I'd use COMODO Internet Security for a full solution to anti-malware, firewall, antivirus, (it also provides a UAC-like system on its own.)

And don't complain about Windows XP. I know some schools around here (Even colleges) that still use Windows 2000 on machines. (With Novell logins.) Some government offices around here also use Windows 2000 and Windows 98SE because they can't really be bothered to upgrade. I've suggested linux to them, they don't want people to be unfamiliar with the OS, so they won't.


I'd say upgrading to the newest possible version of IE is the safest option, and switching browsers is a bonus if possible.

IE8 and above can't be installed on Windows XP and older. (Same as DirectX 11+)

StephanG
September 12th, 2011, 01:07 PM
Has he been any more specific about what actual problems he's got, or does he just want you to give things a once over?


He doesn't really know. He still uses a 386 in his own office. The XP machines are mostly for his employees. And, I don't think he really knows anything about the performance of his setup. I think he's mostly just afraid that IT guys are taking advantage of his ignorance, so he's decided to have me give it a once over.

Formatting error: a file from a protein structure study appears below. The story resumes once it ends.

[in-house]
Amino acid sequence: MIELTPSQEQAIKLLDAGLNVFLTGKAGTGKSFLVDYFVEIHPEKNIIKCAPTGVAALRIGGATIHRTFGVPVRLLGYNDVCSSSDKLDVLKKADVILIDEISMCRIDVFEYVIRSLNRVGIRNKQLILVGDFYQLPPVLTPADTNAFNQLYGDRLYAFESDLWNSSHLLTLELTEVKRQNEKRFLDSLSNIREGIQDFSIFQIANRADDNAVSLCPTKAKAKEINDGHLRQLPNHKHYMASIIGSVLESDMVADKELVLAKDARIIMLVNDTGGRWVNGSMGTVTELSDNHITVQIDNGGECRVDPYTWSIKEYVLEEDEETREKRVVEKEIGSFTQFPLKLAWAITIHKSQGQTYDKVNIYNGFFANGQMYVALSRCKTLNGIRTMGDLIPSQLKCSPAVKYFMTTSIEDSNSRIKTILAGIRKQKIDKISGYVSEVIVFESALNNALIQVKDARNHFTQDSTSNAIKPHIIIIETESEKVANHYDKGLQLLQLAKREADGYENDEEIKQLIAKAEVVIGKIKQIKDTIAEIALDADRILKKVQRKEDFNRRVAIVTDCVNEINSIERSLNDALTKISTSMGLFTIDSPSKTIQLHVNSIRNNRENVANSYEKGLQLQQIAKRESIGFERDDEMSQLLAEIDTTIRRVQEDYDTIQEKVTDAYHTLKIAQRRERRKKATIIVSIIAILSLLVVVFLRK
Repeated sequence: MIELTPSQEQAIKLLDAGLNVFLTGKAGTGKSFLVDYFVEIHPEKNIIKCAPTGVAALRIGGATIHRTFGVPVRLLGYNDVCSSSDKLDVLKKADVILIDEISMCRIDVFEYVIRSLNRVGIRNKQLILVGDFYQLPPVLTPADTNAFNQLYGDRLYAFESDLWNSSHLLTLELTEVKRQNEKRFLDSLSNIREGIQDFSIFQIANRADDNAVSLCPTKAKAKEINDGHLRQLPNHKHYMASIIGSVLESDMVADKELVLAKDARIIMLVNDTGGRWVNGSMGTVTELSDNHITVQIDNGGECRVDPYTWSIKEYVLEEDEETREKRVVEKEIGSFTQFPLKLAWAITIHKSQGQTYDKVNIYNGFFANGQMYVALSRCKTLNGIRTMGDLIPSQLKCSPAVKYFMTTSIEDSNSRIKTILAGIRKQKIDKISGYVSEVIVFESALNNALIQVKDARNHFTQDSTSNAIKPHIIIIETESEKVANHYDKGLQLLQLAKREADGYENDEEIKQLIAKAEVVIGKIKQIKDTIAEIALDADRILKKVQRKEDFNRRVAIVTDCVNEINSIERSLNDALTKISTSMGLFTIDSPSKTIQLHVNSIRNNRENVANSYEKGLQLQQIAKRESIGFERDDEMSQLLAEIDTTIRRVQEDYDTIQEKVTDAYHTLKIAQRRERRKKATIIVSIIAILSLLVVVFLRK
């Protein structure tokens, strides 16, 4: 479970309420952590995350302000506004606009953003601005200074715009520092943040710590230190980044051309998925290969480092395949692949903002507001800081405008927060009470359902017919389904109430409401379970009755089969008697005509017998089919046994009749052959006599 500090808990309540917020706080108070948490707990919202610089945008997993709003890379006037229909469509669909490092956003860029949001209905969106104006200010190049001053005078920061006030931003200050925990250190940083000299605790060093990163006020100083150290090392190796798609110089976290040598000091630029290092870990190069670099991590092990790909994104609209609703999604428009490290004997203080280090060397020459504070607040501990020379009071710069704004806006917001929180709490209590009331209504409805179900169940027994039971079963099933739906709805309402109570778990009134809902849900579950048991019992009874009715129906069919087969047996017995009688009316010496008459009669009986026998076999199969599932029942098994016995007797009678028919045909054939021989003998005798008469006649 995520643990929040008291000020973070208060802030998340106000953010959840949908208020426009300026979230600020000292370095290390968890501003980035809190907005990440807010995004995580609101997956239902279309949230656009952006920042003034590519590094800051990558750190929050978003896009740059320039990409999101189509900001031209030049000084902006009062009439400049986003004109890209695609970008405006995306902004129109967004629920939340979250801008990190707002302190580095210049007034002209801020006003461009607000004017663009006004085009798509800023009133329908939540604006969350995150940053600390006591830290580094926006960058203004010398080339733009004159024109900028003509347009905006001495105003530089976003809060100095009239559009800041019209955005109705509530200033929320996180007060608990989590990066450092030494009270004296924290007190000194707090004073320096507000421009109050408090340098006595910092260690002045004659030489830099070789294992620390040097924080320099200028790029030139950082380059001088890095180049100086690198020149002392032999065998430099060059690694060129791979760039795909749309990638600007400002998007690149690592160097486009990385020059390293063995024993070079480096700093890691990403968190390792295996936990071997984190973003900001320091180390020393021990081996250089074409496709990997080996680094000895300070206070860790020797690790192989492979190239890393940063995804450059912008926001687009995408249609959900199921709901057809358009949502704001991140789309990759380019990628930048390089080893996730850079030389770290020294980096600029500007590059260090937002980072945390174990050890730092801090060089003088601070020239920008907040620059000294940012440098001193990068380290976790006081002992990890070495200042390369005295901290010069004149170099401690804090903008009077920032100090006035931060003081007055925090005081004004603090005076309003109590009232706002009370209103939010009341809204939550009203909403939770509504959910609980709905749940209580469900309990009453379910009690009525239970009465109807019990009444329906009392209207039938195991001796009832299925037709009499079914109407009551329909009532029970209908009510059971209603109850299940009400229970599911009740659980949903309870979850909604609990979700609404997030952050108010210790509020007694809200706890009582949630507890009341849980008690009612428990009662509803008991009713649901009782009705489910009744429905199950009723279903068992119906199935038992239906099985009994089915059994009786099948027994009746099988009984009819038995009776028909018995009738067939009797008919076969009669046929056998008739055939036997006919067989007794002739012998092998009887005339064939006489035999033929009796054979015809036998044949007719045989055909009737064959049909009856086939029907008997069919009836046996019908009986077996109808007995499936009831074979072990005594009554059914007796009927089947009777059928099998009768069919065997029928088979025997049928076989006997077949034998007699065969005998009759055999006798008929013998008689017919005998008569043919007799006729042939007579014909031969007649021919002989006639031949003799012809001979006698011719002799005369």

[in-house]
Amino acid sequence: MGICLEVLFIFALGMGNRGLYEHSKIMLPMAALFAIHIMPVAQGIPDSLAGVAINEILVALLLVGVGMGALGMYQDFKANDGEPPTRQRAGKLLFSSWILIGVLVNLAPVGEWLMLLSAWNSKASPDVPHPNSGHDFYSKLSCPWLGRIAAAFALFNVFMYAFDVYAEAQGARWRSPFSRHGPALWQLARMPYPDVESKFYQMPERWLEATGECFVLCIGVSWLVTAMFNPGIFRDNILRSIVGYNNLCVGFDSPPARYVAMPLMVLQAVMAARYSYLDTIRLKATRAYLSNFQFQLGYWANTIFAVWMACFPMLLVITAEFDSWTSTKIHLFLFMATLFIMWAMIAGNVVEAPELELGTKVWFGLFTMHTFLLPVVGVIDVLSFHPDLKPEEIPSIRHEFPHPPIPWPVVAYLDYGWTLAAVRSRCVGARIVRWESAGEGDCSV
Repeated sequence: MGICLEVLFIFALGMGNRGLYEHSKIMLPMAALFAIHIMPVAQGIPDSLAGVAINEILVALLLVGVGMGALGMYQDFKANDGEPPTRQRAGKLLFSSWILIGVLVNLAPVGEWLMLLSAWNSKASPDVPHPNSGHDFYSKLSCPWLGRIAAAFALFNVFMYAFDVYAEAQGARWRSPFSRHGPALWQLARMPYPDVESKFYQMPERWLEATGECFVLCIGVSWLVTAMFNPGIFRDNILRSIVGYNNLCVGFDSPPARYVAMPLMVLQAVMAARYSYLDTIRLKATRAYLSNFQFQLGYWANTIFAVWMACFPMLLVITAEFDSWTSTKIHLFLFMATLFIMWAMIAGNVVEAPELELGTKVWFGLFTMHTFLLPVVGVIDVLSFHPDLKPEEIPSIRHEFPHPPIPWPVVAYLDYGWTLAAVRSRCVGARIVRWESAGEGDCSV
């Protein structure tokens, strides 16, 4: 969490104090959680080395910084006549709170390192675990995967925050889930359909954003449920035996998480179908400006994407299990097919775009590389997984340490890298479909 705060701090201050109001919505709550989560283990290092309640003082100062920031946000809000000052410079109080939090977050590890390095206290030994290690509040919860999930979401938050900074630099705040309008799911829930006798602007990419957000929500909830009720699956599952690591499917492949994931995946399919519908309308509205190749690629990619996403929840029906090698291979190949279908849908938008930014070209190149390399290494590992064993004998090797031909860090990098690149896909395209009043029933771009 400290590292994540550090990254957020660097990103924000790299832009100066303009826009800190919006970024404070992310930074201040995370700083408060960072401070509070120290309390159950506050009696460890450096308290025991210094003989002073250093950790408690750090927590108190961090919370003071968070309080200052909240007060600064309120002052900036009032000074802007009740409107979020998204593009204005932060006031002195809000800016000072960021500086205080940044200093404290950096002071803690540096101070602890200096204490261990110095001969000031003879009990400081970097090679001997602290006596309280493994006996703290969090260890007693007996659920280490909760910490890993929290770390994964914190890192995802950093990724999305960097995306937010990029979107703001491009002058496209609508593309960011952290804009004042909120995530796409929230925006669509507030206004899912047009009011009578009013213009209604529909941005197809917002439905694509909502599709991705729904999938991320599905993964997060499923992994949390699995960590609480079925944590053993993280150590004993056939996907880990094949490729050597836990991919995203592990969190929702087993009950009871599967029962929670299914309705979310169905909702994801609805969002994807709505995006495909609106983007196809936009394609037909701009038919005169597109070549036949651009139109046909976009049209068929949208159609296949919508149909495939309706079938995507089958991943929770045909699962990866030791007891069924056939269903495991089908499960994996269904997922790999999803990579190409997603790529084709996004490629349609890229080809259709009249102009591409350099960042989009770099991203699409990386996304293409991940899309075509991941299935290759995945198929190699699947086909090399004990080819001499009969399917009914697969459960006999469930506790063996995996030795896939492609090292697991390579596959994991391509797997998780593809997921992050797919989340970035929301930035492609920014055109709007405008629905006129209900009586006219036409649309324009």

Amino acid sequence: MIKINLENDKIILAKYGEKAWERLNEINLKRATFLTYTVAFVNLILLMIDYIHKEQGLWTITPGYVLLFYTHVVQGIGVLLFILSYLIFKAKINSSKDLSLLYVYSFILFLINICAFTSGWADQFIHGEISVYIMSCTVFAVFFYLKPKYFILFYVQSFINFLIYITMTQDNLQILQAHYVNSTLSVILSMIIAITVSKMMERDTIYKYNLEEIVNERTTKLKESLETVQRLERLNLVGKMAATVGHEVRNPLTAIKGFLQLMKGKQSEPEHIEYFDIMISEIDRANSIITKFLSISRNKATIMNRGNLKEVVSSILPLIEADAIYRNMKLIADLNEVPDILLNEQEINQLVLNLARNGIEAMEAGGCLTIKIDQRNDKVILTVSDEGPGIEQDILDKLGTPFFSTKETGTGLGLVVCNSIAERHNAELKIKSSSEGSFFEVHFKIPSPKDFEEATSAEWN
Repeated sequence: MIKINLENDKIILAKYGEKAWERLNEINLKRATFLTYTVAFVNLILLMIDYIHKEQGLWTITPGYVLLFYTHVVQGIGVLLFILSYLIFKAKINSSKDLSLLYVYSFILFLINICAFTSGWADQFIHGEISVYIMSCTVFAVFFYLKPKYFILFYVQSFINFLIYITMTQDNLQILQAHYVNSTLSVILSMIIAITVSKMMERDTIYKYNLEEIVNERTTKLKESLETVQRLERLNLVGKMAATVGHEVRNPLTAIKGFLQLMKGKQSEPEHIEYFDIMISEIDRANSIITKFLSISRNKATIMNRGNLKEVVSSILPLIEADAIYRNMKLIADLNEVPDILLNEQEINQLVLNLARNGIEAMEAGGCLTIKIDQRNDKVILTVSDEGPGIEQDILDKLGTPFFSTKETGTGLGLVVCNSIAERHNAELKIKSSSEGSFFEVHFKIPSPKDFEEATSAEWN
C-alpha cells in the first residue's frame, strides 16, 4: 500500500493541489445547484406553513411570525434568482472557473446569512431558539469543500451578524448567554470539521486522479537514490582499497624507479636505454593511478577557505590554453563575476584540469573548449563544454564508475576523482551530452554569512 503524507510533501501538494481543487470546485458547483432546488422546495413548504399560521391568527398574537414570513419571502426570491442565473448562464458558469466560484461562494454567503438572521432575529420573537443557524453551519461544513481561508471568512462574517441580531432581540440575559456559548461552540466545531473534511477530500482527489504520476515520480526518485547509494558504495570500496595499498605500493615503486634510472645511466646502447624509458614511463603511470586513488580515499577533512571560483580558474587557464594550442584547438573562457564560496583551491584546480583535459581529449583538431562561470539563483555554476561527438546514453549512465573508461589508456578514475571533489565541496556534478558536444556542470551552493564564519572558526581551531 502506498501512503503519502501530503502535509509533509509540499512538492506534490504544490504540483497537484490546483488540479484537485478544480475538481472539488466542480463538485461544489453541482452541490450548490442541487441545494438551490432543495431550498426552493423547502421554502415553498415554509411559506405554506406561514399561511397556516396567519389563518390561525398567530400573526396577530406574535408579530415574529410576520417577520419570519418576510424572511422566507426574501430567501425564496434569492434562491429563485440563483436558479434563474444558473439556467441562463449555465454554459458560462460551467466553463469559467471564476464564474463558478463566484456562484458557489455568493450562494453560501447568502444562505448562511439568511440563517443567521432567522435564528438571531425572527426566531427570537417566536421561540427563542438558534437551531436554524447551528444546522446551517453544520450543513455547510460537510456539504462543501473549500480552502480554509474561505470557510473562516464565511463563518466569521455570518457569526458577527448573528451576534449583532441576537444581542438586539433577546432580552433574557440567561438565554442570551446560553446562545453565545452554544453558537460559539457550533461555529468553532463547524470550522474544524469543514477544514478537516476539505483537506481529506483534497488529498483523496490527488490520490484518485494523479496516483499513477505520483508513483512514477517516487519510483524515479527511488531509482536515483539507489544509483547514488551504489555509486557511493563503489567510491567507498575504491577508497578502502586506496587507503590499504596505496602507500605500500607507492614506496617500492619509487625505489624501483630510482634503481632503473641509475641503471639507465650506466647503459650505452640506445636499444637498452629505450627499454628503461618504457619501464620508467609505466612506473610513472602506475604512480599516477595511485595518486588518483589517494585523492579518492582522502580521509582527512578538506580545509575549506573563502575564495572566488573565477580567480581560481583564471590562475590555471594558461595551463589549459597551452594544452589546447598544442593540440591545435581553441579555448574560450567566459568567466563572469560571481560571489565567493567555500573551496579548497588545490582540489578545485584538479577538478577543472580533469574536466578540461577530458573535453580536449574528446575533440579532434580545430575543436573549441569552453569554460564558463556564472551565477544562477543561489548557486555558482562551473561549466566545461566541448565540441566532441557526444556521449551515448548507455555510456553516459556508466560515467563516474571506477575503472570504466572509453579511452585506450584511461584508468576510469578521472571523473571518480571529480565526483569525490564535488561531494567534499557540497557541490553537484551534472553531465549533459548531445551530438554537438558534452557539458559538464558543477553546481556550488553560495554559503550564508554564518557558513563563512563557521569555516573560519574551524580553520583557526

But, also, he does have an engineer's mind, and I'm guessing that a part of him just wants to feel like he's using modern technology.



Be careful with this. A lot of businesses use apps that will only work through IE (that sound you can hear is my teeth grinding). If you're going to replace browsers, make sure you take the time to find out what tasks and apps are critical to their day-to-day running and test them all thoroughly in the new browsers.

I'd say upgrading to the newest possible version of IE is the safest option, and switching browsers is a bonus if possible.

There's no real danger of this, given the nature of his business, but I will ask everyone what apps they run, and see google anything browser related. But, from what I saw last time I was there, I'm not even convinced they need internet.